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  • Sulakhan Bungre 5 posts 25 karma points
    Aug 16, 2013 @ 16:46
    Sulakhan Bungre
    0

    Upgrade Polyglot from 1.4 to 1.5 for language cultures

    We are using Umbraco 4.11.3 and Polyglot 1.4 to host a web site where the main lanuage is English (en) and secondary site is Welsh (cy). The Welsh translation folders and content have been created as 'cy'. We are using our own control to switch between English & Welsh.

    We now have a requirement to support language cultures, i.e. additional English cultures. We therefore plan to upgrade Polyglot to version 1.5.2, and switch on the language cultures, i.e. en-GB, cy-GB, etc., where en-GB becomes the default language.

    Can you please confirm the best approach/steps to achieve this upgrade, and the implications on existing culture unaware default (en) and 'cy' translation pages and folders.

    Also, we would like to use a non-ISO standard English culture, e.g. en-NI (Northern Ireland). How could we achieve this?

    Thanks in advance.

    Sula

  • dimi309 244 posts 578 karma points
    Aug 16, 2013 @ 17:22
    dimi309
    0

    Hi Sula,

    Thanks for using Polyglot :)

    As far as switching from not using cultures to using them is concerned, it is not difficult, but it is true that I have not covered the matter in the documentation. I will update the instructions.

    The non-standard cultures are indeed an interesting feature that I have never been asked about before. I will implement it in a beta version so that you can try it out and see if it works for you. The only limitation there is that the .NET framework itself might not support your system very well (e.g. if you are using the Umbraco dictionary), but I need to test things to be sure that that will even be a problem.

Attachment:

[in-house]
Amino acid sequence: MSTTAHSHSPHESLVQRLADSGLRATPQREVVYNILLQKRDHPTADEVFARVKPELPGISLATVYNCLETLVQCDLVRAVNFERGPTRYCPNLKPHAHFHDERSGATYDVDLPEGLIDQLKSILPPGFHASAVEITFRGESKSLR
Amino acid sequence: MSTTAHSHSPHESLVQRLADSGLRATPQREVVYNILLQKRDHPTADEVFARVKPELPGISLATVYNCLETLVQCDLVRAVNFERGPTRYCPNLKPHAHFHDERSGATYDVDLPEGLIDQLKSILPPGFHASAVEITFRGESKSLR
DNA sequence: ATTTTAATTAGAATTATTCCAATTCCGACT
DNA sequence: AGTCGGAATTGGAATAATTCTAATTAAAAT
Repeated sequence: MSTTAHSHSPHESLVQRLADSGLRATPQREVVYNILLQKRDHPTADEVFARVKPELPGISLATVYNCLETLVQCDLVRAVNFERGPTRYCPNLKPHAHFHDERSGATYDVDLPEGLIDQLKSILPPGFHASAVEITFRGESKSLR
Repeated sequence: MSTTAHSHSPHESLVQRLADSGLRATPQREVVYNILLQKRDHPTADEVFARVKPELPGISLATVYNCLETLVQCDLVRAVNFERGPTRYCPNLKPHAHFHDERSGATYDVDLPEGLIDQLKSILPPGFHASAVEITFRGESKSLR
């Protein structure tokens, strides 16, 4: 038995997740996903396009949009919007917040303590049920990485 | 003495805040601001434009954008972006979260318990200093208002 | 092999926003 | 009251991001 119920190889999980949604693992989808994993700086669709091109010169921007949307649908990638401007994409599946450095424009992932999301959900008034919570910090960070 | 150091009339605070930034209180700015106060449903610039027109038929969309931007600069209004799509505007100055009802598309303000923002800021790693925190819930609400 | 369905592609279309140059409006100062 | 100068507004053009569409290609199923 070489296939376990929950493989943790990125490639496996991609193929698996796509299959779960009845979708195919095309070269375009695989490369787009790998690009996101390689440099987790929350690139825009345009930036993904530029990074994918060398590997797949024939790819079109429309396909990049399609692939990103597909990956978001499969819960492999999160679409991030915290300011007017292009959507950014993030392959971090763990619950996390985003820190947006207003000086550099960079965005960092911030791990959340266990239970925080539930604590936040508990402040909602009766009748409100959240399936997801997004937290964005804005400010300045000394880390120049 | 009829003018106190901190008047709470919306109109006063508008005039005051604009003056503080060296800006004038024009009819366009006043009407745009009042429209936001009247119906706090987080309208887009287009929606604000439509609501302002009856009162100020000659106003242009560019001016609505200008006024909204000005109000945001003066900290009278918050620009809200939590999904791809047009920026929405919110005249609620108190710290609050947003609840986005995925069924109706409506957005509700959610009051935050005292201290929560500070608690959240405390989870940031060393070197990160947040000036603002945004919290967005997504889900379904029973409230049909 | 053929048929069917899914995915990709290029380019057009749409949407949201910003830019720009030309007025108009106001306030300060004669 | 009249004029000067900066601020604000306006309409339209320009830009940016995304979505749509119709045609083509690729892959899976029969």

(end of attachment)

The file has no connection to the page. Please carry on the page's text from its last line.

I'll have both of these items ready by Monday.

    Best regards,

    Dimitri

  • Sulakhan Bungre 5 posts 25 karma points
    Aug 16, 2013 @ 17:28
    Sulakhan Bungre
    0

    Dimitri

    Thanks for the prompt response. I look forward to the updated documentation.

    Thanks,

    Sula

  • dimi309 244 posts 578 karma points
    Aug 18, 2013 @ 13:40
    dimi309
    0

    Hi Sula,

    I have now released version 1.6 of the package, which supports non-standard cultures, as discussed. In the documentation of this version, I also describe how to migrate to a Polyglot configuration in which cultures are used (e.g. en-US, en-GB, etc). 

    I have tested everything with various versions of Umbraco, including v4.11.3. Nevertheless, I would strongly recommend performing the migration steps in a test environment first, and also making a backup of the live system before migrating, just in case.

    Please let me know how it went, or if you have any questions.